IPFS is an open protocol built and supported by our portfolio company Protocol Labs that facilitates a peer-to-peer file system composed of thousands of computers around the world, each of which stores files on behalf of the network.
So why is this a big deal?
Well, here are a few reasons. You can all add more in the comments.
1/ Cloudflare is a massively scaled infrastructure company. By offering a hosted IPFS gateway, none of us need to download and run IPFS software on our computers anymore. Cloudflare will do it for us.
2/ IPFS is awesome. It decentralizes file hosting, which has historically been a centralized affair on the internet. The Cloudflare
Today is primary day in New York State. The polls open at 6am and stay open until 9pm.
There are primary races for the Governor, Lieutenant Governor, and Attorney General as well as a bunch of statewide races for State Senate and State Assembly.
In NYC, and to a lesser extent in New York State, the primary can be the election as the city and state lean left.
So I encourage everyone in New York State to go out to the polls and vote today.
It all comes down to voting in a democracy. Marching feels great. Tweeting feels great. Polls make the news. But voting is the political action that really counts unless you can give gobs of money to candidates which most voters cannot and don’t do.
I plan to get to my polling place early on the way to an early start to the workday.
I have never been as obsessed with Elon Musk as many are in the tech sector. We own two Tesla cars. We pre-ordered Tesla’s solar roof tiles several years ago but have not yet received delivery of them. I appreciate his ingenuity and creativity and we like the Tesla products we own. We are not and have never been shareholders of Tesla or SpaceX.
With all of that disclosure, I want to share the video of Elon’s appearance on Joe Rogan Experience as the video of this week. Much has been made of Elon’s decision to take a puff on a tobacco/weed joint on the show. I don’t make too much of that. I’ve been around people smoking pot since I was a teenager and I think it is a lot like alcohol. I believe it is fine if it is done responsibly and appropriately and I am pleased that
With the new version of Android comes intelligence around mobile notifications.
If you tend to swipe away notifications from a particular app, Android eventually asks you this:
I told Android to keep showing these project updates to me even though I tend to swipe them. I like to see these but don’t often click on them.
I would say that most of the time, I select “Keep Showing” but some of the time I do choose “Stop Notifications.”
I love the idea of a smart operating system that learns how you want to use it and adapts to that versus forcing you to do the configuration manually and that is where Google is clearly going with Android.
You can really see it in the latest version of the OS.
Our portfolio company Stash, which offers a super simple mobile investing app and has roughly 2.5mm users, did some analysis on male and female users to see if there was a material difference in risk tolerance between men and women on their service.
The conventional wisdom is that men are risk takers and women are more conservative.
Stash found that there really isn’t much difference between male and female users of their service when it comes to risk tolerance.
And they found that women are more tolerant of the highs and lows that come with being an investor.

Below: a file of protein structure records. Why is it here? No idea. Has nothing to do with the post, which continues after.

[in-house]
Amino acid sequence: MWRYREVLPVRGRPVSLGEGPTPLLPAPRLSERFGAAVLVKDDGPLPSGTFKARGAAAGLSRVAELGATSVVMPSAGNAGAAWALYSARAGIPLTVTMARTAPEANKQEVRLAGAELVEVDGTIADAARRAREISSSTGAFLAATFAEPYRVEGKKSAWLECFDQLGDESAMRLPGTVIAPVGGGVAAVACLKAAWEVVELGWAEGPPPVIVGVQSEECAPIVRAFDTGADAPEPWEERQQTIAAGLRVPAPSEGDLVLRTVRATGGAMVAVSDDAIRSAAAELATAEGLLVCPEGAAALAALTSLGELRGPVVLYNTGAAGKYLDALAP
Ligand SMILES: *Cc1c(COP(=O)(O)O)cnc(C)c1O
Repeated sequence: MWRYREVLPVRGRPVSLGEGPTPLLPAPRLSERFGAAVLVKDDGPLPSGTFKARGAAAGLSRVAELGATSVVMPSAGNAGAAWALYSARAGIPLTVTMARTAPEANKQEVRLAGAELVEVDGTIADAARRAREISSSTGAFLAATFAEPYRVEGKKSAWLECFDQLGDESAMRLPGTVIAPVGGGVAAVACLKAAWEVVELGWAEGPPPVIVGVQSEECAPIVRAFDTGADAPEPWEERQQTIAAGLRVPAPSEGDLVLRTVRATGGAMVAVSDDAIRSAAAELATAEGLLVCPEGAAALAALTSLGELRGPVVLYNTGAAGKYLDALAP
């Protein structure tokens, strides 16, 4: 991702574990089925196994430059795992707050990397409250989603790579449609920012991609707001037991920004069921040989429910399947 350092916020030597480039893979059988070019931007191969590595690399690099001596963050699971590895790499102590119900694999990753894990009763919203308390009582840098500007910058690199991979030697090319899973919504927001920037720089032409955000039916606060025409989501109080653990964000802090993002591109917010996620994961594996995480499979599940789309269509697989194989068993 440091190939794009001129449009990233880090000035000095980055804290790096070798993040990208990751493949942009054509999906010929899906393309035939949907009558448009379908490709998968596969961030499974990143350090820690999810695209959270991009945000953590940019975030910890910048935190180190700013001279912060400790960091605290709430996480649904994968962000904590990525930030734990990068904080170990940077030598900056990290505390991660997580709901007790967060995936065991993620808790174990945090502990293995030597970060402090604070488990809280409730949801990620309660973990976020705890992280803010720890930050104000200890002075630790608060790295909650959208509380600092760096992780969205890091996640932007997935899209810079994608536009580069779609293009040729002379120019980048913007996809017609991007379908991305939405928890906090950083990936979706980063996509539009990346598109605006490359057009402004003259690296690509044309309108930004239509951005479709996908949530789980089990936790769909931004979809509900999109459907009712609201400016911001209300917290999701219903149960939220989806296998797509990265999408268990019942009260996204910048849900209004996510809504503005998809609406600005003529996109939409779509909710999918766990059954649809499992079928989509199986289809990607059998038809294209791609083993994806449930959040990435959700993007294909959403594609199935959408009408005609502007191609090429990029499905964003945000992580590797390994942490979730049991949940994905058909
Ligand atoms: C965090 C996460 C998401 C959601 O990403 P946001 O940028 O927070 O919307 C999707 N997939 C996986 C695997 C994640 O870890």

The Economist has a cover story this week called Peak Valley.
The article suggests that Silicon Valley’s lead as a hub for innovation has peaked and other regions are rising. It ends with the concern that innovation more broadly has peaked.
I somewhat agree with “the rise of elsewhere” narrative and disagree that innovation has peaked.
Our experience at USV has been that we can and do find high impact startups to invest in outside of Silicon Valley but that we find just as many in Silicon Valley.
In our first four funds spanning the vintage years of 2004-2014, we have had twelve very high impact startup investments. Seven of them were from outside of Silicon Valley and five were from Silicon Valley. The seven outside of Silicon Valley came from NYC (four), Pittsburgh, London, and Austin. Each of the funds we raised and invested during that period have had
I don’t know when Gmail started doing these for me but it was around the time I switched over to the new UI. Most likely this is one of the features of that new UI.
When I have not responded to an email that Gmail thinks is important, or when someone has not responded to an email from me that Gmail thinks is important, it resurfaces that email near the top of my inbox.
It looks like this:
The first email is a reply I sent to an email and the recipient has not responded in seven days. Gmail is suggesting that I follow up.
The second is a back and forth with my brother and I failed to reply to his latest. I just did. Thanks Gmail.
While this is a relatively small feature in the overall Gmail offering, I have found it quite useful in the month or
There is a framework I’ve/we’ve used over the years to think about where to invest and where not to invest that I call “atoms vs bits.”
I am not sure where I got it from but the concept is simple. Is the software being built and taken to market dealing with just bits or are atoms also involved?
The idea being that it is going to be easier to make something work if there are just bits involved. Atoms make things more complicated and more expensive.
In the 90s, when I first came across this framework, it led us/me to focus on areas like media and financial services where the product was end to end digital. And the first industries to be truly disrupted by the Internet were the ones, like media and financial services, that are end to end digital (or can be).